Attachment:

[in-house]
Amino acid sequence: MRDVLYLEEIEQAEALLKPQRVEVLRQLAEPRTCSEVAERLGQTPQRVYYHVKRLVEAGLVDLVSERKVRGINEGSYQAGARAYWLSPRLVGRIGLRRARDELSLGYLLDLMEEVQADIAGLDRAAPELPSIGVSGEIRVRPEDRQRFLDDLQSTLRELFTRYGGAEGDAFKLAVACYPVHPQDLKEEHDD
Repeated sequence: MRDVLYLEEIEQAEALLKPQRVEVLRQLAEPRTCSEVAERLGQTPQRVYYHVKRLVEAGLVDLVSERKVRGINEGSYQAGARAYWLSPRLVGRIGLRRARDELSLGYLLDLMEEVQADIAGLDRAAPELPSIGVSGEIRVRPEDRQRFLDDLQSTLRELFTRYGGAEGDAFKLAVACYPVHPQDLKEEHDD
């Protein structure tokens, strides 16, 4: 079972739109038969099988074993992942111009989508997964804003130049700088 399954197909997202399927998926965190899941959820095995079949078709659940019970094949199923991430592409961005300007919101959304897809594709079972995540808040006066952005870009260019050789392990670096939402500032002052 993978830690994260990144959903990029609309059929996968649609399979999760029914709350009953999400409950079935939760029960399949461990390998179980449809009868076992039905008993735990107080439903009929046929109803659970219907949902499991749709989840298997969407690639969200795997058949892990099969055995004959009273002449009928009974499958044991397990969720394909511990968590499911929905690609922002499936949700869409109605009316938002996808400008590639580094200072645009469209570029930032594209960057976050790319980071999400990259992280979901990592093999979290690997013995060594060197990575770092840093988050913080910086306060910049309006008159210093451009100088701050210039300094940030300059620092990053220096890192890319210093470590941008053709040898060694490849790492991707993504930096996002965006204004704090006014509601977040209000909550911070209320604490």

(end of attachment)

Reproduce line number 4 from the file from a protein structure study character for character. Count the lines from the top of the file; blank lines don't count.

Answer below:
């Protein structure tokens, strides 16, 4: 079972739109038969099988074993992942111009989508997964804003130049700088 399954197909997202399927998926965190899941959820095995079949078709659940019970094949199923991430592409961005300007919101959304897809594709079972995540808040006066952005870009260019050789392990670096939402500032002052 993978830690994260990144959903990029609309059929996968649609399979999760029914709350009953999400409950079935939760029960399949461990390998179980449809009868076992039905008993735990107080439903009929046929109803659970219907949902499991749709989840298997969407690639969200795997058949892990099969055995004959009273002449009928009974499958044991397990969720394909511990968590499911929905690609922002499936949700869409109605009316938002996808400008590639580094200072645009469209570029930032594209960057976050790319980071999400990259992280979901990592093999979290690997013995060594060197990575770092840093988050913080910086306060910049309006008159210093451009100088701050210039300094940030300059620092990053220096890192890319210093470590941008053709040898060694490849790492991707993504930096996002965006204004704090006014509601977040209000909550911070209320604490």